Services sector increases US private payrolls in October
U.S. private payrolls increased more than expected in October, offering more evidence of labor market resilience and suggesting that the Federal Reserve could continue aggressively raising interest rates for a while.
The pick-up in private hiring shown in the ADP National Employment report on Wednesday was concentrated in the services sector, specifically the leisure and hospitality industry. But rapidly rising borrowing costs appeared to weigh on hiring in the goods-producing sector, with factories shedding jobs. The report followed on the heels of government data on Tuesday showing an unexpected jump in job openings in September.
“A tight labor market and rising wages will complicate things for the Fed, and the risk is the labor market could remain tight for quite some time,” said Jeffrey Roach, chief economist at LPL Financial in Charlotte, North Carolina. Private employment increased by 239,000 jobs last month. Data for September was revised to show 192,000 jobs created instead of 208,000, as previously reported. Economists polled by Reuters had forecast an increase of 195,000 private jobs.
The services sector added 247,000 jobs, with the leisure and hospitality industry accounting for 210,000 positions. Payrolls in the trade, transportation, and utilities industry increased by 84,000 jobs.
But employment decreased in information, financial activities, professional business services, education, and healthcare industries. The goods-providing sector shed 8,000 jobs as manufacturing lost 20,000 positions. But natural resources and mining added 11,000 jobs while construction payrolls rose by 1,000 positions.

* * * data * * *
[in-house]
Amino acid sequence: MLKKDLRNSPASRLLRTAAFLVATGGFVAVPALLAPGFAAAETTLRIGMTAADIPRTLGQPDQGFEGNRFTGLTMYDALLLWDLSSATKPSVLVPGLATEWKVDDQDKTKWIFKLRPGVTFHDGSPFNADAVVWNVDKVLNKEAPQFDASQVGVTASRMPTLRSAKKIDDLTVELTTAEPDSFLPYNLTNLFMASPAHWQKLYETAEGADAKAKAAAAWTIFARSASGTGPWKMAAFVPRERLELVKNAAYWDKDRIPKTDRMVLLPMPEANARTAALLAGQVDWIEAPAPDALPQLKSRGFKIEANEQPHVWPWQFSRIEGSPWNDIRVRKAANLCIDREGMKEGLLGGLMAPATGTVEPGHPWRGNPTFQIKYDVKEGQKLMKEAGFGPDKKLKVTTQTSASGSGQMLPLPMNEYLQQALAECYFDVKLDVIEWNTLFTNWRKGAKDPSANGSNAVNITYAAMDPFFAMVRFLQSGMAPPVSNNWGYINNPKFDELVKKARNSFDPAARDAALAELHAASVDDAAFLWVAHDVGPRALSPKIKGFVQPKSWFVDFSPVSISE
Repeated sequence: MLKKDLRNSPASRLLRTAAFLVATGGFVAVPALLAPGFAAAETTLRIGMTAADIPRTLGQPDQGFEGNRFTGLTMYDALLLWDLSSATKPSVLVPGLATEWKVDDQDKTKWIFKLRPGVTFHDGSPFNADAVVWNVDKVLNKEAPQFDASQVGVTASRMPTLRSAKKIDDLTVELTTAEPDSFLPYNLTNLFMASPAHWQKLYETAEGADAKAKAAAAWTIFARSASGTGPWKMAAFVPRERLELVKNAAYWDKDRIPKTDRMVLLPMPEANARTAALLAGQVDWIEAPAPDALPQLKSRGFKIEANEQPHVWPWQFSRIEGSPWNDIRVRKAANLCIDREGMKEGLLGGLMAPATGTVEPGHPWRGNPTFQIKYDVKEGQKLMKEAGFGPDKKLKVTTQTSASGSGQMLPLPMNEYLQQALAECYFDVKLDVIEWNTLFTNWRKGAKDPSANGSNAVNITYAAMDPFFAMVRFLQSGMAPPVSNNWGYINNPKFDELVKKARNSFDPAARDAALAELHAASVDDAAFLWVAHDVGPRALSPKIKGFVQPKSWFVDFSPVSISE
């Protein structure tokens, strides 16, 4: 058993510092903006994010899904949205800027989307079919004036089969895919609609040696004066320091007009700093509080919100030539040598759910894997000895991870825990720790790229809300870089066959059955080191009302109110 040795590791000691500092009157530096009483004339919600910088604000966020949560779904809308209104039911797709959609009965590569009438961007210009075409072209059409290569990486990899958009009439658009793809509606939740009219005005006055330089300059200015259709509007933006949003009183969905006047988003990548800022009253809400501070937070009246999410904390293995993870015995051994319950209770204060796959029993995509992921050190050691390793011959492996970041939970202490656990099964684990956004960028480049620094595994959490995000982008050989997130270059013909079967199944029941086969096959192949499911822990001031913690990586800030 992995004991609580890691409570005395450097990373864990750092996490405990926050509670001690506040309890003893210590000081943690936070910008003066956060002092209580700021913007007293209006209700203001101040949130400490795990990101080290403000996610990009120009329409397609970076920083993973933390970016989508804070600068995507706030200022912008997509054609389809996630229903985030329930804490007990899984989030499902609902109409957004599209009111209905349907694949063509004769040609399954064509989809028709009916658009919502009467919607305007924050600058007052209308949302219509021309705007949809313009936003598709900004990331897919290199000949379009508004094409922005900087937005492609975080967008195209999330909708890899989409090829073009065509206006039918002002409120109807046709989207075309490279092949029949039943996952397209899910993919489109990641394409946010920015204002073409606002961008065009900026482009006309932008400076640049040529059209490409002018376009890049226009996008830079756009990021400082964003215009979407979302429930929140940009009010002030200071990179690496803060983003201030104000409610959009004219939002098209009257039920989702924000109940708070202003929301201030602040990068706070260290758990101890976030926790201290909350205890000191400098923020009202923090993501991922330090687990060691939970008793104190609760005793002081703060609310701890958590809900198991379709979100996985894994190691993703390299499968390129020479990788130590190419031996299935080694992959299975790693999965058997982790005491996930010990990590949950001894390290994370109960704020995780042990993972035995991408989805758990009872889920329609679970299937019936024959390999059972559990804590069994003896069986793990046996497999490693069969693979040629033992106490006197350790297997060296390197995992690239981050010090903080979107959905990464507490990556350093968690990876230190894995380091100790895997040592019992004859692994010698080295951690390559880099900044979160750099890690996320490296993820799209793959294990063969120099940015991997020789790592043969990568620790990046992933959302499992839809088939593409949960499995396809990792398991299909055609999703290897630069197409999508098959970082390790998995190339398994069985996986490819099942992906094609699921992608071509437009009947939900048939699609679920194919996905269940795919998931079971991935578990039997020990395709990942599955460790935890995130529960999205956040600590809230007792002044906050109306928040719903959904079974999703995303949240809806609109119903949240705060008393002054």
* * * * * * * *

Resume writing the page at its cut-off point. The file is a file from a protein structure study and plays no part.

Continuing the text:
“While we’re seeing early signs of Fed-driven demand destruction, it’s affecting only certain sectors of the labor market,” said Nela Richardson, ADP chief economist. The report also showed wages for job stayers increased 7.7% in October, in line with recent months. Wage increases for job changers dipped 15.2% from 15.7% in September.
U.S. stocks opened lower. The dollar slipped against a basket of currencies. U.S. Treasury prices were mostly higher.
Solid Job Growth
The ADP report, jointly developed with the Stanford Digital Economy Lab, was published ahead of the Labor Department’s Bureau of Labor Statistics more comprehensive and closely watched employment report for October on Friday. Following recent changes, the jury is still unsure whether it offers a reliable signal on the BLS data.
“The figures from recent months have not given us the sense that the ADP report will prove to be a reliable signal about the BLS data in real-time,” said Daniel Silver, an economist at JPMorgan in New York. “Keeping all of that in mind, the October ADP report looks fairly consistent with expectations for Friday’s BLS report, with its headline pointing to October being another strong month for job growth.”
According to a Reuters survey of economists, private payrolls likely rose by 200,000 jobs last month after rising by 288,000 in September. With no job gains expected in the government sector, overall nonfarm payrolls are also forecast to have increased by 200,000. The economy created 263,000 jobs in September.
Though the Fed’s stiff rate hikes are cooling demand, employers continue to seek workers. There were 10.7 million job openings at the end of September, with roughly 1.9 openings for every unemployed person.
The U.S. central bank is expected to deliver fourth three-quarters of a percentage point interest rate hike on Wednesday as it fights to bring inflation down to its 2% target. The Fed has raised its benchmark overnight interest rate from near zero in March to the current range of 3.00% to 3.25%, the swiftest pace of policy tightening in a generation or more.
“We expect job growth to remain positive for now,” said Rubella Farooqi, chief U.S. economist at High-Frequency Economics in White Plains, New York. “But the pace is expected to slow in response to Fed rates hikes.”